Latin America: How Safe From Terror?

Hall de Las Americas

Latin America has avoided the terrorist wave that has brutalized other parts of the world. That’s not to say that 7.5 million square mile swath of territories stretching from the northern border of Mexico to the southern tip of South America, including the Caribbean is immune to violence or that life there is a utopian paradise.

The region is rife with gun violence, murders, gang fights, drug traffickers, and civil wars. But, it has mostly avoided terror attacks and their brutal consequences.

This region has marginalized populations. It has poverty, and there are few opportunities to escape inequalities common in other regions such as the Middle East. But no corollary incidence of terror. The aforementioned characteristics – violence, marginalized populations, poverty, and injustice are the principal criteria that drive recruits to terror organizations.  However, the datasets diverge when you consider what the hostiles are fighting for. Usually, they are fighting what they perceive as the oppression of a foreign group invading their lands.

In the last century, terror groups have executed attacks against oppressive powers the world over. The Black Hand, which assassinated Archduke Franz Ferdinand, initiating World War I, intended theirs to be a blow against the oppressive Austro-Hungarian Empire, and an advancement in the cause of a free Serbia.

Several Middle East groups arose from French and English occupation following the Treaty of Versailles. Across the Mediterranean, nationalist groups such as IRA and ETA were formed with the intent to gain statehood for their people, the Irish and Basques. Famously, the Soviet invasion of Afghanistan in the 1980s saw terror groups spring up – in the context of the Cold War – sometimes with military support from a superpower like the United States. With the US invasion two decades later, this infrastructure was turned against what in some cases were those very groups.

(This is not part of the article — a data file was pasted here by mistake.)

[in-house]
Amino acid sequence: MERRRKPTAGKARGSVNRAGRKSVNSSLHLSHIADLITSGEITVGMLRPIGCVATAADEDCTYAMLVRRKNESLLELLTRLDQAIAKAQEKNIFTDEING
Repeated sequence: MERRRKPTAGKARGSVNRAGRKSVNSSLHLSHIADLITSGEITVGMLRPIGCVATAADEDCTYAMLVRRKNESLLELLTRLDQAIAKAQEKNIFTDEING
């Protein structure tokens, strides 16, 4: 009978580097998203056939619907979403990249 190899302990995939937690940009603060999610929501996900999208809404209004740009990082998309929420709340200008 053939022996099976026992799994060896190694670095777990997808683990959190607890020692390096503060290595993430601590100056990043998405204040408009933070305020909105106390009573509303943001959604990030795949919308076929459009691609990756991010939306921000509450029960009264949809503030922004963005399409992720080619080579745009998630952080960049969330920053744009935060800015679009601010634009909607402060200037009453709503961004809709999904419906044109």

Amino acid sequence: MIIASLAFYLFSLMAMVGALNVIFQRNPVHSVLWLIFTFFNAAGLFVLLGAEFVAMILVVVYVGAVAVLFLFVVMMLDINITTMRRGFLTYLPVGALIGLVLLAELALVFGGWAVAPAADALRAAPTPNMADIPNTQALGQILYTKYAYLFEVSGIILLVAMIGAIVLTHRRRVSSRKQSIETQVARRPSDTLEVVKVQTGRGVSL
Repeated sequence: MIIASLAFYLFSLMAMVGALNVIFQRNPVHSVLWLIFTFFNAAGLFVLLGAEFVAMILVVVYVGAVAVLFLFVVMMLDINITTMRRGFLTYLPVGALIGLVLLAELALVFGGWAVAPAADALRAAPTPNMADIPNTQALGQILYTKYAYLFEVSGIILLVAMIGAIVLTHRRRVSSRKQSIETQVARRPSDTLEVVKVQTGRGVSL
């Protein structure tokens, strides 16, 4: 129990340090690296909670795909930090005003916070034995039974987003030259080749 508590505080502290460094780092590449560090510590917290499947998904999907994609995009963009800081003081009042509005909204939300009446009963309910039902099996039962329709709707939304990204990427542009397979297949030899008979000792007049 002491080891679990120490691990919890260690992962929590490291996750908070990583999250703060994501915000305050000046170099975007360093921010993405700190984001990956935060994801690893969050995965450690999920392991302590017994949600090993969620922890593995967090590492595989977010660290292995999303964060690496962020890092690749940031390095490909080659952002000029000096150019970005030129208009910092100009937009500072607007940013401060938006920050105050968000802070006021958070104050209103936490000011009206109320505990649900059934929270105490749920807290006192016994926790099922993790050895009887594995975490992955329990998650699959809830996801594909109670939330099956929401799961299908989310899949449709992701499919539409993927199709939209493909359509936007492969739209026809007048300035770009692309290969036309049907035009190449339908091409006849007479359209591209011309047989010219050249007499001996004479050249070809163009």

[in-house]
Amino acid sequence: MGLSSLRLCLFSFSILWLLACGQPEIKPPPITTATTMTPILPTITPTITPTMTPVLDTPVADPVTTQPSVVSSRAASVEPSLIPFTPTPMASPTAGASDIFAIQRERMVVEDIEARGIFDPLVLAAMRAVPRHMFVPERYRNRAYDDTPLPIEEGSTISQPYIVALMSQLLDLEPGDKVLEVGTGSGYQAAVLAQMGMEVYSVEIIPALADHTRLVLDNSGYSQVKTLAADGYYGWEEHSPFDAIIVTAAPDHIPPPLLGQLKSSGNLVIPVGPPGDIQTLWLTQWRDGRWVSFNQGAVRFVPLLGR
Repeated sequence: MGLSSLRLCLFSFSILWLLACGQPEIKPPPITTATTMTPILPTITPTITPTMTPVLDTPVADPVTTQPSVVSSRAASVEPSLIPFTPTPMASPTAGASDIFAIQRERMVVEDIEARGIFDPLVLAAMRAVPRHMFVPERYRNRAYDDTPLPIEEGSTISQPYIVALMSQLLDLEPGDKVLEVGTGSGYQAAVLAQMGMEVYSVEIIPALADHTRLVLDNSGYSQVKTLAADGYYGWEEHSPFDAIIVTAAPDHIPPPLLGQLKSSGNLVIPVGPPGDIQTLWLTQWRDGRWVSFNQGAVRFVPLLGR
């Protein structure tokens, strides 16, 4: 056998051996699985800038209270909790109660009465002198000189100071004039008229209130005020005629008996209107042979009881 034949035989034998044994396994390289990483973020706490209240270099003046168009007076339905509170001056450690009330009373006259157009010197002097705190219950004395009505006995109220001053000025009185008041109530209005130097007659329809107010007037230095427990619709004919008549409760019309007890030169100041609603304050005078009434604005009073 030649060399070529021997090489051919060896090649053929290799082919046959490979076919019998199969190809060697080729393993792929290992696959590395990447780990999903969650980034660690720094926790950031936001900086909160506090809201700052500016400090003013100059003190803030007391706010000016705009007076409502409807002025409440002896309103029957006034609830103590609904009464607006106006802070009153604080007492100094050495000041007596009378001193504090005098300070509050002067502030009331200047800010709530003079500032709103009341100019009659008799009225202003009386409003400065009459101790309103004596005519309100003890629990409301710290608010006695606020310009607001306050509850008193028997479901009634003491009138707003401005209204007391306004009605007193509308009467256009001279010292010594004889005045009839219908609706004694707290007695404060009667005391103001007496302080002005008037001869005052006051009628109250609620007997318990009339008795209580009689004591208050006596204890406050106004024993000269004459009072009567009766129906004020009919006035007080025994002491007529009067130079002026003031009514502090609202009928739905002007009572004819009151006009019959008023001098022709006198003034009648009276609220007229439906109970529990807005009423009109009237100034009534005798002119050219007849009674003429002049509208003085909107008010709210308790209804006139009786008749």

Latin America has not gone through similar processes. Since its colonization in the 16th and 17th centuries, there have not been similar invasions or occupations. There was the Falklands War in 1982, but the island considered itself British and not Latin American. Most of the wars since have been between their European colonizers or didn’t lead to comparable military occupations. 

Latin America is more ethnically homogenous than the Middle East, or even the U.K., Spain, and the Balkans. This too keeps it away from the sectarian nature of terrorism. Foreign influence is indirect, unintrusive, it focuses on politicians. Civil wars in this region were contained to settling internal politics. Notable exceptions such as the FARC shifting from revolutionaries to narco-terrorists, and 1994’s AMIA bombing in Argentina, notwithstanding.

On the flip side, there are vulnerabilities that come from Latin America’s relative freedom from terror: it is in no way prepared to deal with an attack should one happen. The Economic Commission for Latin America and the Caribbean calls attention to how such extreme events are incredibly expensive, citing 9/11 as a case in point. More than $50 billion in damages occurred, necessitating, “…some degree of state intervention to secure the solvency of insurance market institutions in the wake of large contingencies.”

The countries comprising Latin America, coupled with the Organization of American States (OEA) must take steps to vouchsafe markets and continuity of day-to-day life should an attack occur on Latin American soil. Hezbollah has unmistakably established a foothold in the border region between Brazil, Argentina, and Paraguay.

Besides, with globalization, terrorist organizations can plan attacks in one region while executing it in another. Latin America may be more exposed to harm than it realizes. If it doesn’t take steps to protect itself the consequences could be devastating.

Roberto Malta

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